Boys Don’t Play with Dolls: Mothers’ and Fathers’ Gender Talk during Picture Book Reading

Joyce J. Endendijk, Marleen G. Groeneveld, Lotte D. Van der Pol, Sheila R. Van Berkel, Elizabeth T. Hallers-Haalboom, Judi Mesman*, Marian J. Bakermans-Kranenburg

*Corresponding author for this work

Research output: Contribution to JournalArticleAcademicpeer-review


Objective. This study examines mothers’ and fathers’ gender talk with their daughters and sons and investigates the association between parental gender talk and parental implicit gender stereotypes. Design. Mothers’ and fathers’ gender talk was examined in 304 families with two children aged 2 and 4 years old, using the newly developed Gender Stereotypes Picture Book. Parental implicit gender stereotypes were assessed with the action inference paradigm. Results. The picture book elicited different forms of gender talk, including use of gender labels, evaluative comments related to gender, and comments about gender stereotypes. Mothers used positive evaluative comments more than fathers to convey messages about gender, but fathers made more comments confirming gender stereotypes than mothers. Fathers with two boys were more inclined to emphasize appropriate male behavior in their gender talk than fathers in other family types. Implicit gender stereotypes were associated with gender talk to the children only for mothers. Conclusion. The assessment of gender talk with the Gender Stereotypes Picture Book can provide insights into the roles of mothers and fathers in child gender socialization.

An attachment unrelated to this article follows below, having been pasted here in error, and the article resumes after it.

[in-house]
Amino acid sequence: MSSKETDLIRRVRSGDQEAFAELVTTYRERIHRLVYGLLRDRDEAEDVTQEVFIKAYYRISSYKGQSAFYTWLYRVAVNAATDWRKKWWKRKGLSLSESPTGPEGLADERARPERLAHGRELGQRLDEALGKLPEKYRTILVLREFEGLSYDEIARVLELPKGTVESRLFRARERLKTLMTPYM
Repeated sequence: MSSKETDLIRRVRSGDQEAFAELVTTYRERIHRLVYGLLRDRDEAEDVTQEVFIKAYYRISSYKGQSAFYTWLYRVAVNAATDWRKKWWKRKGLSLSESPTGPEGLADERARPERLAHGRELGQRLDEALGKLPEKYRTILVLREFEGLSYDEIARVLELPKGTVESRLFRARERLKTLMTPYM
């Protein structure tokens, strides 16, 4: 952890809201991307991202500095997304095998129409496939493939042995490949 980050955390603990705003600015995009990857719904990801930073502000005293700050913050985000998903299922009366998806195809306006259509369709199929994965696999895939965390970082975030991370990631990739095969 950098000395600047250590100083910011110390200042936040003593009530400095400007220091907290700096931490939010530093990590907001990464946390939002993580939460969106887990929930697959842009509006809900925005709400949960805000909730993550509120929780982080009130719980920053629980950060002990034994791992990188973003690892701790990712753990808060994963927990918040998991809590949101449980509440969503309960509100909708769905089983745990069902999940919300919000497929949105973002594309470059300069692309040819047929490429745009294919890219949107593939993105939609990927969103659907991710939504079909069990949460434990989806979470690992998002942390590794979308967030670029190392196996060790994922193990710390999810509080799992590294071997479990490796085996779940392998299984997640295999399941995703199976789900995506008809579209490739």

Original languageEnglish
Pages (from-to)141-161
Number of pages21
Publication statusPublished - 1 Jan 2014
Externally publishedYes


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